Lowcountry Dining
Charleston provides a perfect example of Lowcountry cooking, from ham and grits to roast quail. One not-to-miss restaurant is Jestine’s Kitchen at 251 Meeting Street. The fried flounder Blue Plate Special, fried shrimp, sweet tea, and steaming corn bread, complete with butter pats drizzled with honey, indoctrinated us into Southern cooking. We couldn’t resist splitting a piece of blueberry-peach cobbler for dessert, although the Coca Cola cake also tempted us.

We also recommend the three-course prix fixe menu at Middleton Place, a plantation just outside the city. The extensive gardens, easily visible from the restaurant’s large windows, are idyllic, and the fare sophisticated. Diners choose a first course of soup or salad, among them the famous Lowcountry she-crab soup. Southern entrée options include shrimp and grits, catfish, gumbo, and quail. There is a fine selection of desserts, some regional and some classic. This mother-daughter team feasted on the Lowcountry Sampler of West African peanut soup, pork barbecue, hoppin’ John, okra and tomatoes, collard greens, and biscuits. Neither could resist the Huguenot torte.

For our trip’s “fancy dinner,” we ventured no further than the historic 82 Queen, next door to our inn. Though dining in the courtyard, splendid with twinkling lights, was possible, the cool evening snap chased us indoors, where we found the setting candle-filled and quiet, the service exceptional. The duck was tender and succulent, the Jamaican jerk chicken spicy and satisfying. We lingered over our food, discussing our day’s experiences. Clearly, eating in Charleston was an event.

The Plantation System
Beyond the dining and abundant shopping in downtown Charleston, we explored the nearby plantation estates. Middleton Place, the site of the restaurant, is a former working plantation. The real highlight of the estate, however, is the gardens. The oldest landscaped gardens in America, they date to the 1740s. We walked the grounds for hours, discovering magnolia lanes, cypress swamps, and camellia gardens bursting with life. Although the plantation house was lost to Shermanization, the slave quarters remain intact and touring them is an eye-opener. So is learning about the labor-intensive process of growing rice, the major plantation crop. We spent half a day at Middleton, but one easily could spend a full day, or more.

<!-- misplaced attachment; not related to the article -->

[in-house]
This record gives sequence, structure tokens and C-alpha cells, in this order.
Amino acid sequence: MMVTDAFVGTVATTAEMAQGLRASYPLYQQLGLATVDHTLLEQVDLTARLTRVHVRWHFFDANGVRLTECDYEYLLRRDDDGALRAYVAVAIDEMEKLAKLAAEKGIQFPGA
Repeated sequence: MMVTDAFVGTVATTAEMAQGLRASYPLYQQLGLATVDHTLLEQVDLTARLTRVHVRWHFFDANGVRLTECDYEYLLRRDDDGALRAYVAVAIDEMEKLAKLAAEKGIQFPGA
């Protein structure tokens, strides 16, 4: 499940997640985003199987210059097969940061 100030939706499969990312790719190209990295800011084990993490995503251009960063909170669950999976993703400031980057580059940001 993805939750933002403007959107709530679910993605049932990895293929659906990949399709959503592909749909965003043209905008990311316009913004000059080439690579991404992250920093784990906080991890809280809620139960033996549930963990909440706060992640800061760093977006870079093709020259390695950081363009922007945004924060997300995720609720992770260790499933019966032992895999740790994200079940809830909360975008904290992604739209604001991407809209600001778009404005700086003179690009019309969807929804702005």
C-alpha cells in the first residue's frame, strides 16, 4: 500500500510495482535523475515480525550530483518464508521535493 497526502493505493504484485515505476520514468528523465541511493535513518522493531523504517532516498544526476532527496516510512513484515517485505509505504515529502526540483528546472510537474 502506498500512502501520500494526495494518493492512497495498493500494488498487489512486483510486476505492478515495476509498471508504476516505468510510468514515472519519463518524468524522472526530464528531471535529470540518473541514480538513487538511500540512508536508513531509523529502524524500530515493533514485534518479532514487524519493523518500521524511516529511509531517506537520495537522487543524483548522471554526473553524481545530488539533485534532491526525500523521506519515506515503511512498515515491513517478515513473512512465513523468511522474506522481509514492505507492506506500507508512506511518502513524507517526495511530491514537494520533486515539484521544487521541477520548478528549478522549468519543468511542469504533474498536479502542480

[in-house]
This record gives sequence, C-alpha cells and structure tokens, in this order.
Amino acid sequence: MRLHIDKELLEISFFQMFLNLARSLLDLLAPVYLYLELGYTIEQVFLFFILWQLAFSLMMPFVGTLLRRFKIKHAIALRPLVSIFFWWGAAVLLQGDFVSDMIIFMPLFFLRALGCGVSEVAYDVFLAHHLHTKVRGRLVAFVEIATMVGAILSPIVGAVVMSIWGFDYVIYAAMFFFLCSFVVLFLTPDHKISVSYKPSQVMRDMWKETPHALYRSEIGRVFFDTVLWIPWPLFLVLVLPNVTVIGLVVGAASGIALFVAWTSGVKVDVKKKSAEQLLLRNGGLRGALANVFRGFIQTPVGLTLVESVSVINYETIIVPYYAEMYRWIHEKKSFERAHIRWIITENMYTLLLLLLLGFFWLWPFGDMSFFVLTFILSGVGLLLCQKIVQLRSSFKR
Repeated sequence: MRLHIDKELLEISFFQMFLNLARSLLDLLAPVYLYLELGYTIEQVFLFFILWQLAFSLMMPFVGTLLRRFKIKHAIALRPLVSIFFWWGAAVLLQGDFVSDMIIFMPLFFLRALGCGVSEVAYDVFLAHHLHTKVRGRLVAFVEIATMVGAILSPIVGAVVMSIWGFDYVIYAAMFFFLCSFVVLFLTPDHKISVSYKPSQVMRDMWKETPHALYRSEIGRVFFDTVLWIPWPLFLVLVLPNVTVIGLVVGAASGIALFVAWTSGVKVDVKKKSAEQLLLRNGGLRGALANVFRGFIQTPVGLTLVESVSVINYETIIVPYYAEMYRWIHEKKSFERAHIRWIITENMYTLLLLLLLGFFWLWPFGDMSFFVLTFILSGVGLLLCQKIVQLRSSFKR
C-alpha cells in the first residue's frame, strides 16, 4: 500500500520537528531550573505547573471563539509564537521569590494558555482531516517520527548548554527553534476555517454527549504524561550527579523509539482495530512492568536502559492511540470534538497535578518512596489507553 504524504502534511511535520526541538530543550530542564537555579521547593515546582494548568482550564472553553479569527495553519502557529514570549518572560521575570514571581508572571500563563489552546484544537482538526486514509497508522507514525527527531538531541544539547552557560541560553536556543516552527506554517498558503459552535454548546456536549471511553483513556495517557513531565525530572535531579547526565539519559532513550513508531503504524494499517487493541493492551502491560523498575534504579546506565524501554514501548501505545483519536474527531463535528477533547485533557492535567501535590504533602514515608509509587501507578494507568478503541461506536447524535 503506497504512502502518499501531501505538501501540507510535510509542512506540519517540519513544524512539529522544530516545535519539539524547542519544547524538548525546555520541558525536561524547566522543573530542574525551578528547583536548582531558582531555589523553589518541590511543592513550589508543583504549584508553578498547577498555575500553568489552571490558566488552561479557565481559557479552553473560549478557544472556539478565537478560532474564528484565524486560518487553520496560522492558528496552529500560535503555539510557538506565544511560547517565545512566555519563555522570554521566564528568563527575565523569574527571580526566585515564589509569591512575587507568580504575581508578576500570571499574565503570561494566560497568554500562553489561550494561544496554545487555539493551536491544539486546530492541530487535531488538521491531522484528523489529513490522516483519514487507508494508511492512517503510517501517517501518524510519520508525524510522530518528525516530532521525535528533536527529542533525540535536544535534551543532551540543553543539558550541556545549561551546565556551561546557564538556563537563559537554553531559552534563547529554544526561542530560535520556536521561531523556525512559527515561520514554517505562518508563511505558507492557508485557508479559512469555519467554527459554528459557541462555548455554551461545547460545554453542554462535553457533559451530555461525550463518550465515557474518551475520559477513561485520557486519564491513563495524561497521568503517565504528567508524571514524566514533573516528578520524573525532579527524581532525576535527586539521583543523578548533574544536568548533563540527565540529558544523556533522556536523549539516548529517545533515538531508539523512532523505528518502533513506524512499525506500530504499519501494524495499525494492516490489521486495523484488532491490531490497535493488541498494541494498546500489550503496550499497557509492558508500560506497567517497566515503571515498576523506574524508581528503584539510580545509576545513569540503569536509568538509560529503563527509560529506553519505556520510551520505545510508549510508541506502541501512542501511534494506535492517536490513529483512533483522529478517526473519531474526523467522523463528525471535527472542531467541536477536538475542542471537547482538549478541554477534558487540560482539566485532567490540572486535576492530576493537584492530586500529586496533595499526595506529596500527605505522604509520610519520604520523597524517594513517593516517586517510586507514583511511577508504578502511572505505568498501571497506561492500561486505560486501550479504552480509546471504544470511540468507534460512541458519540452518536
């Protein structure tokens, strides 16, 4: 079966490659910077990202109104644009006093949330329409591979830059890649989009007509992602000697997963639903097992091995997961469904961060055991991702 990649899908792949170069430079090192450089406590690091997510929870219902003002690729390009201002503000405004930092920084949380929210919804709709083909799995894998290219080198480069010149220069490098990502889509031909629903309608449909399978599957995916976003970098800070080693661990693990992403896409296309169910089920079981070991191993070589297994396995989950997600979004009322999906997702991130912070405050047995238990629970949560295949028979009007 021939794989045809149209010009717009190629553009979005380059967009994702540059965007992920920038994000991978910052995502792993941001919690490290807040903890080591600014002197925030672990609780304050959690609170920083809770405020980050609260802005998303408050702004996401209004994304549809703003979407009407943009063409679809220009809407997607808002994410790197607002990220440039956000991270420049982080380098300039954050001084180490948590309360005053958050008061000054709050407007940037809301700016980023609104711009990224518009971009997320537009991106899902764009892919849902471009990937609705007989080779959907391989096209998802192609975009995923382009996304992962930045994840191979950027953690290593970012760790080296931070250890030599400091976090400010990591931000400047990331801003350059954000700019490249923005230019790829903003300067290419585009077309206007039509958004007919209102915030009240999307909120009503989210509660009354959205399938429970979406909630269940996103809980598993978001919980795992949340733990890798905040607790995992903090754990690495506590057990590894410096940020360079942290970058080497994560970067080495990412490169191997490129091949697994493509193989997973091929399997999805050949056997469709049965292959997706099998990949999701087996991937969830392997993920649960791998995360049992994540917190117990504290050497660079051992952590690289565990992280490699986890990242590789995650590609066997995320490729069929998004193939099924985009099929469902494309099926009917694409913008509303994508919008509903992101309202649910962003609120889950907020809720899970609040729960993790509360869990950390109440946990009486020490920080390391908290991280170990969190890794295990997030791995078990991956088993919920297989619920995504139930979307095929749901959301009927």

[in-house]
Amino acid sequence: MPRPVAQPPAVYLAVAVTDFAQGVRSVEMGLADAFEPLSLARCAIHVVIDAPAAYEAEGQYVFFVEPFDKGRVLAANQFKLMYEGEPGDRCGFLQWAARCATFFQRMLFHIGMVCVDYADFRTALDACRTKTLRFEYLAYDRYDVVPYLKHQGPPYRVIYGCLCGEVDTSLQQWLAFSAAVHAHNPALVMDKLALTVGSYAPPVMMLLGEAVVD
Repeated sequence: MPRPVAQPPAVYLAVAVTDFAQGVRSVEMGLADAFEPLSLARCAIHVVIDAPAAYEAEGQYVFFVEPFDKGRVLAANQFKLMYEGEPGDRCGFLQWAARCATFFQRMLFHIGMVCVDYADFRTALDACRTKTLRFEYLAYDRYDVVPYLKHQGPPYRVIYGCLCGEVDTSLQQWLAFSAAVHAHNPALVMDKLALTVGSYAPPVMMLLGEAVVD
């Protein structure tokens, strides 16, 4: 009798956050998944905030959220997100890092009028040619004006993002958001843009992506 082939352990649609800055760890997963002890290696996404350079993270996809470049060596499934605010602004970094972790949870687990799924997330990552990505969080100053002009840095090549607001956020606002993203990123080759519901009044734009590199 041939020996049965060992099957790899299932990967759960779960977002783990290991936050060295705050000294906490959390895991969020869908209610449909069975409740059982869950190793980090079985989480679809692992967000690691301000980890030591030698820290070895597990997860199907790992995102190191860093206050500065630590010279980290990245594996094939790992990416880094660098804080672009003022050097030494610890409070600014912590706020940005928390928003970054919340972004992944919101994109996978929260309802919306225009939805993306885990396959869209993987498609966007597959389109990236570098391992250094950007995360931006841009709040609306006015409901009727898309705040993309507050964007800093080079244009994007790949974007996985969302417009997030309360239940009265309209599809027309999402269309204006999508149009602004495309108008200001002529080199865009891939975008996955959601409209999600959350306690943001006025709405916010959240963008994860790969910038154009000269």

From Middleton Place it was only a short drive to Drayton Hall, the oldest preserved plantation house in America open to the public (1738). Our tour guide—Jill—wore a cloak and had a flare for the dramatic. She transformed the stunning unfurnished house with her words, transporting us back to its heyday. After the tour, we explored the marsh paths on foot before returning to Charleston in the dusk.

Fond Farewells
Our inn offered us the use of old-fashioned bicycles, and on our final morning we rode the quiet streets to the Battery to watch the sun rise. The light reflected across the water, illuminating the colorful Charleston mansions occupying this part of town—bright houses of yellows, pinks, and blues. The city offered us the perfect mother-daughter retreat, and we wanted one more moment of appreciation before returning to our respective lives. We found just the rejuvenation we needed in Charleston’s generous hospitality.

Gretchen Haertsch teaches writing at Arcadia University, near Philadelphia. Daughter Emilie just completed a year of service in North Carolina and is currently working for the Pennsylvania Humanities Council in Philadelphia. She is also a graduate student in creative nonfiction at Goucher College (MD). This is the first time the Haertsches have shared their mother-daughter adventures with Empty Nest.